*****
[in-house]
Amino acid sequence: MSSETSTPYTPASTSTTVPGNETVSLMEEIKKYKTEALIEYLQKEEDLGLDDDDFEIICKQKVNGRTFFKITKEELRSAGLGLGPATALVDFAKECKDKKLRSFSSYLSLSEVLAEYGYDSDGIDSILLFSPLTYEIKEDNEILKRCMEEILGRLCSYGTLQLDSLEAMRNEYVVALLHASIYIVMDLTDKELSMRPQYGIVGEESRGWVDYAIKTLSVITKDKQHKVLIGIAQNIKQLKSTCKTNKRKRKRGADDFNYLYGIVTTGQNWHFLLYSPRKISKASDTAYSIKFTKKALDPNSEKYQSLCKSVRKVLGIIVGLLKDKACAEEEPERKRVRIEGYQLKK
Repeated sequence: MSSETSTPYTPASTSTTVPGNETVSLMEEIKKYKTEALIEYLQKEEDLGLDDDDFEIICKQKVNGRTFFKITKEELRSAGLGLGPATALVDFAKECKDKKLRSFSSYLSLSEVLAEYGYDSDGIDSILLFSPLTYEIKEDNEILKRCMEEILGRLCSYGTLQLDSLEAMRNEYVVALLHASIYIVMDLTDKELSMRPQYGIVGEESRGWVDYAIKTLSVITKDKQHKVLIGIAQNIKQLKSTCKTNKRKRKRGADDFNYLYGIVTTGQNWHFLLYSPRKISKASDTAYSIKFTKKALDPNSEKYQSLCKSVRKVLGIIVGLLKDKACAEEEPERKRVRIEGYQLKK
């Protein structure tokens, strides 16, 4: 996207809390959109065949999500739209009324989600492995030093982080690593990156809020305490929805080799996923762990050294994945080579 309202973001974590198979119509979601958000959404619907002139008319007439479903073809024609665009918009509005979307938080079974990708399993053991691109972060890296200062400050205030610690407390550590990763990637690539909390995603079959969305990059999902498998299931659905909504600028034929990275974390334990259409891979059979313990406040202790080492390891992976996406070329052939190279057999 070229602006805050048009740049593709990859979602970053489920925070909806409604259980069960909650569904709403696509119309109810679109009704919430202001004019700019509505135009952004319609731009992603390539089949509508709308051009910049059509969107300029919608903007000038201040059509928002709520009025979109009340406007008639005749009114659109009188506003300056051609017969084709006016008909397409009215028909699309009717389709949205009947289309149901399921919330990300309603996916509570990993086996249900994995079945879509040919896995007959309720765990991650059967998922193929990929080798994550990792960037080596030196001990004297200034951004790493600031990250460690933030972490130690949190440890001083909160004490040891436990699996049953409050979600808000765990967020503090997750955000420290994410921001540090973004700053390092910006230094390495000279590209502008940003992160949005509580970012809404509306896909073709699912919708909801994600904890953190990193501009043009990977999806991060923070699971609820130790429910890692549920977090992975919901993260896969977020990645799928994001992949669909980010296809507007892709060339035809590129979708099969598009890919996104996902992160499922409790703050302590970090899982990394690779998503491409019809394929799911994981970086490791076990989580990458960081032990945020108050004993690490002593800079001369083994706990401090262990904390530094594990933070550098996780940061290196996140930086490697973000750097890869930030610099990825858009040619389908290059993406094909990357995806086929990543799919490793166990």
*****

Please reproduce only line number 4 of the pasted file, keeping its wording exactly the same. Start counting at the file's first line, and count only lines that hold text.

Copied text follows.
């Protein structure tokens, strides 16, 4: 996207809390959109065949999500739209009324989600492995030093982080690593990156809020305490929805080799996923762990050294994945080579 309202973001974590198979119509979601958000959404619907002139008319007439479903073809024609665009918009509005979307938080079974990708399993053991691109972060890296200062400050205030610690407390550590990763990637690539909390995603079959969305990059999902498998299931659905909504600028034929990275974390334990259409891979059979313990406040202790080492390891992976996406070329052939190279057999 070229602006805050048009740049593709990859979602970053489920925070909806409604259980069960909650569904709403696509119309109810679109009704919430202001004019700019509505135009952004319609731009992603390539089949509508709308051009910049059509969107300029919608903007000038201040059509928002709520009025979109009340406007008639005749009114659109009188506003300056051609017969084709006016008909397409009215028909699309009717389709949205009947289309149901399921919330990300309603996916509570990993086996249900994995079945879509040919896995007959309720765990991650059967998922193929990929080798994550990792960037080596030196001990004297200034951004790493600031990250460690933030972490130690949190440890001083909160004490040891436990699996049953409050979600808000765990967020503090997750955000420290994410921001540090973004700053390092910006230094390495000279590209502008940003992160949005509580970012809404509306896909073709699912919708909801994600904890953190990193501009043009990977999806991060923070699971609820130790429910890692549920977090992975919901993260896969977020990645799928994001992949669909980010296809507007892709060339035809590129979708099969598009890919996104996902992160499922409790703050302590970090899982990394690779998503491409019809394929799911994981970086490791076990989580990458960081032990945020108050004993690490002593800079001369083994706990401090262990904390530094594990933070550098996780940061290196996140930086490697973000750097890869930030610099990825858009040619389908290059993406094909990357995806086929990543799919490793166990």